Showing posts with label free ebook. Show all posts
Showing posts with label free ebook. Show all posts

Friday, April 6, 2018

Book Marketing - To Give Or Not To Give


Recently, I ran a free sale for one of my books and I was fortunate enough to get over 300 downloads. I know there’s a lot of debate about whether we should be giving our books away for free or not but if you’re like me and you’re new to the book biz, you have to do something to get your book into the hands of readers.

I’m not so na├»ve to think all these people will love my book so much that they rush out and buy another one of my books, but I do hope a few will become fans and hopefully a few will leave a review. I know there are people out there just waiting for the next book to become available for free and that this can hurt all of us but I think offering your book for free once in a while to drum up some buzz about you and your books is okay.

The beauty of it is that Amazon makes it super easy.

If you have your ebook in the Kindle Select Program, which means for 90 days your book is exclusively available through Amazon, then you can put your book on sale for free for 5 days. It doesn’t count you anything. Amazon is eating the download fee.

So, other than your original cost to publish the ebook (editing, book cover, and formatting), you aren’t losing anything either. Plus, there’s a lot to gain. I have over 300 people reading my book that would have never known I existed before. That’s pretty cool.

As you probably know, I do a lot of in-person events and I love these! They get me in front of parents and children where I can interact and sign my books to them. It’s great to meet these eager little readers. But, tables are expensive and I get tired standing behind a table all day so it’s not a sustainable marketing plan for me. I have to find a way to get “seen” on Amazon.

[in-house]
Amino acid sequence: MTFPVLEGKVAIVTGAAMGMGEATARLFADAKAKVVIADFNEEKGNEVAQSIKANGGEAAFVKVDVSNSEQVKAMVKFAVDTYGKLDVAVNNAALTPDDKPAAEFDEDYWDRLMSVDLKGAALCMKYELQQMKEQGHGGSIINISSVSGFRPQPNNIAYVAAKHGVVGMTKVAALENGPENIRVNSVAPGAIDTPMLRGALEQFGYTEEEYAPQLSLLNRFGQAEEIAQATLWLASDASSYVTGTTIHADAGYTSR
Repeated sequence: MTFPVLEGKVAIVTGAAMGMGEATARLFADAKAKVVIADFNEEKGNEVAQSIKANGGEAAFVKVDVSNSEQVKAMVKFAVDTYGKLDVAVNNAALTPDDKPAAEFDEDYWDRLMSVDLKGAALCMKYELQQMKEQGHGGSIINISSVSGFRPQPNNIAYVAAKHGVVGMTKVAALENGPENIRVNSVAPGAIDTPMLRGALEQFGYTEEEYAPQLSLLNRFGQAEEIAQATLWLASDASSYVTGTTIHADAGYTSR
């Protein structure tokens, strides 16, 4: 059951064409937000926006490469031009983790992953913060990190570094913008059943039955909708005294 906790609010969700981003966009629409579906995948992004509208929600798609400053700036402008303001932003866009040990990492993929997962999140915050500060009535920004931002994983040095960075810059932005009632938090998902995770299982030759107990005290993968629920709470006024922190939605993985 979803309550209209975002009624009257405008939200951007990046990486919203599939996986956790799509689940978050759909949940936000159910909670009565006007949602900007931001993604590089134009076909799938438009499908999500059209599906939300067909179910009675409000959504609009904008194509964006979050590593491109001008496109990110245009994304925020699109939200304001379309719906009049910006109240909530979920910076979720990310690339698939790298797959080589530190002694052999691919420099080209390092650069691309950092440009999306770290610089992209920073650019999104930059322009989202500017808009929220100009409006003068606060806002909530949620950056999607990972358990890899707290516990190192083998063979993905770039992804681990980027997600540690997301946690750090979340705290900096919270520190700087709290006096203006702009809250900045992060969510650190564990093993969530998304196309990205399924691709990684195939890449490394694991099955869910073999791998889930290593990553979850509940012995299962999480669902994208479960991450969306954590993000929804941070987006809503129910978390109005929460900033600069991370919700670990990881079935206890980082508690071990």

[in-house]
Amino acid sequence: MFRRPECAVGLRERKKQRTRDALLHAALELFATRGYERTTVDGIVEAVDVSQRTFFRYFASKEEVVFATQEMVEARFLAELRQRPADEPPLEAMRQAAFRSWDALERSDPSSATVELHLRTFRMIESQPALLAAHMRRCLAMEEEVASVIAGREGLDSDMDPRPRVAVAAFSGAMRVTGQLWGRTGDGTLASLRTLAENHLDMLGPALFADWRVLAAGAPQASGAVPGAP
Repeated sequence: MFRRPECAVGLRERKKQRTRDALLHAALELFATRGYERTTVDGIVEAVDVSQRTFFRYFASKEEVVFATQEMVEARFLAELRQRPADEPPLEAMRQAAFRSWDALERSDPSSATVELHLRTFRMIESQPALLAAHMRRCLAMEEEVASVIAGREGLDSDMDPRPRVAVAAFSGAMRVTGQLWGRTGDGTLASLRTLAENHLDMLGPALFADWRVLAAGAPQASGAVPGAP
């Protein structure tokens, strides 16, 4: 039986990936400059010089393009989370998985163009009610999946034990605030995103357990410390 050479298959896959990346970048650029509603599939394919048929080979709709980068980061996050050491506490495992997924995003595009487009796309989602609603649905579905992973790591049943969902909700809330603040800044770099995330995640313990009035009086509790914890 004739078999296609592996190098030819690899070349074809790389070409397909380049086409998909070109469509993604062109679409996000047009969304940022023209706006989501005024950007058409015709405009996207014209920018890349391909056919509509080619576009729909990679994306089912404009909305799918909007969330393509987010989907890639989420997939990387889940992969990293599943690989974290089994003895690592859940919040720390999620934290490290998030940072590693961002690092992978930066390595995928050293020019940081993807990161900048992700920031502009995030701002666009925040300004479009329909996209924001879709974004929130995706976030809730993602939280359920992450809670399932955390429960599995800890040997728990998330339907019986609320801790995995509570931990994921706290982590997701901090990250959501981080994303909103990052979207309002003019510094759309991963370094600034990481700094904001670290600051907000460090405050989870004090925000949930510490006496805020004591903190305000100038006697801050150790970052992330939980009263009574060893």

The other cool thing is my book soared to the top of the sub-category. For those 5 days, I was either #1 or #2 in one of my categories. I took screen shots and saved the links to these because now I can use that as a marketing too as well. Pretty neat, huh?!

Another side to this is that I give a lot of my paperback copies away, don’t you? Not only that but giving away paperbacks is more expensive. You have your original cost (editing, book cover, and formatting), plus the cost to print and have those books mailed to you. If you also mail these books to give them away, there’s that cost to. Trust me, I’ve done that as well! I give them to ARC readers and to fundraisers and other events that help kids. Recently, I gave several copies away for an Easter Basket that one of the stores who carries my books was sponsoring. I give to the Retired Teachers organization that provides books and a related toy to underprivileged kids. It feels great to give!

So, when you think about it giving away ebooks is really a no-brainer.

Wanda Luthman has her Masters of Arts in both Mental Health Counseling and Guidance Counseling from Rollins College located in beautiful Winter Park, Florida. She has worked as a Licensed Mental Health Counselor, Adjunct Professor, and Hospice Counselor for teens. She’s currently a Guidance Counselor at a local High School. She is an award-winning, best-selling, international author who has self-published 5 children’s books (The Lilac Princess, A Turtle’s Magical Adventure, Gloria and the Unicorn, Little Birdie, and Franky the Finicky Flamingo). She belongs to the National Pen Women Organization in Cape Canaveral; the Florida’s Writers Association; Space Coast Authors; and Brevard Authors Forum. She presently resides in Brevard County Florida with her husband of 22 years and 2 dogs. Her daughter is away at college, like Little Birdie, she has left the nest. To download a free ebook, visit Wanda Luthman’s website at www.wandaluthman.wordpress.com and follow her on Facebook at https://www.facebook.com/wluthman.


Friday, July 12, 2013

Story Ideas